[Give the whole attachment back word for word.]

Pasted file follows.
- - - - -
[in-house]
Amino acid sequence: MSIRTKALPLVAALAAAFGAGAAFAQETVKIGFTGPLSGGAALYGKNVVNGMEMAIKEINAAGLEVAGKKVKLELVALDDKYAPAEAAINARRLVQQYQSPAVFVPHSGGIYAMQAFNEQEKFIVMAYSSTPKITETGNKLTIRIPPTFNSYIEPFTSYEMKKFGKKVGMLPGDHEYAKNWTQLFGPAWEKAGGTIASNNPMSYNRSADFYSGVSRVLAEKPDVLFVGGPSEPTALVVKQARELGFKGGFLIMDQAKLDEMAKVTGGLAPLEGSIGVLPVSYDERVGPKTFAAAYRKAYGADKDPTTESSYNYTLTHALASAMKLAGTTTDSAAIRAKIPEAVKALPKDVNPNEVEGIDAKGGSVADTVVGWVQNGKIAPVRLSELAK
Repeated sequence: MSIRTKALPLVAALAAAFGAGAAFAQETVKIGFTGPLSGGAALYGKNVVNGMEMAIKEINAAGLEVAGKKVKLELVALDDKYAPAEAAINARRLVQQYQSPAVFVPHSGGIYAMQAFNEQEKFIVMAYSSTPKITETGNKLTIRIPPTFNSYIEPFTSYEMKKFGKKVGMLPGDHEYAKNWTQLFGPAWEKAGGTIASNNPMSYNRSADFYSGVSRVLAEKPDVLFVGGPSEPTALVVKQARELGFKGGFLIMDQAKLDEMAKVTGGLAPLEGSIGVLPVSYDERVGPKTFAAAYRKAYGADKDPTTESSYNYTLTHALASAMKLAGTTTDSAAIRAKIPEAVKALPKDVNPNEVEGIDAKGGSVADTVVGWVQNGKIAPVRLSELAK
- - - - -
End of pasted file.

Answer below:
[in-house]
Amino acid sequence: MSIRTKALPLVAALAAAFGAGAAFAQETVKIGFTGPLSGGAALYGKNVVNGMEMAIKEINAAGLEVAGKKVKLELVALDDKYAPAEAAINARRLVQQYQSPAVFVPHSGGIYAMQAFNEQEKFIVMAYSSTPKITETGNKLTIRIPPTFNSYIEPFTSYEMKKFGKKVGMLPGDHEYAKNWTQLFGPAWEKAGGTIASNNPMSYNRSADFYSGVSRVLAEKPDVLFVGGPSEPTALVVKQARELGFKGGFLIMDQAKLDEMAKVTGGLAPLEGSIGVLPVSYDERVGPKTFAAAYRKAYGADKDPTTESSYNYTLTHALASAMKLAGTTTDSAAIRAKIPEAVKALPKDVNPNEVEGIDAKGGSVADTVVGWVQNGKIAPVRLSELAK
Repeated sequence: MSIRTKALPLVAALAAAFGAGAAFAQETVKIGFTGPLSGGAALYGKNVVNGMEMAIKEINAAGLEVAGKKVKLELVALDDKYAPAEAAINARRLVQQYQSPAVFVPHSGGIYAMQAFNEQEKFIVMAYSSTPKITETGNKLTIRIPPTFNSYIEPFTSYEMKKFGKKVGMLPGDHEYAKNWTQLFGPAWEKAGGTIASNNPMSYNRSADFYSGVSRVLAEKPDVLFVGGPSEPTALVVKQARELGFKGGFLIMDQAKLDEMAKVTGGLAPLEGSIGVLPVSYDERVGPKTFAAAYRKAYGADKDPTTESSYNYTLTHALASAMKLAGTTTDSAAIRAKIPEAVKALPKDVNPNEVEGIDAKGGSVADTVVGWVQNGKIAPVRLSELAK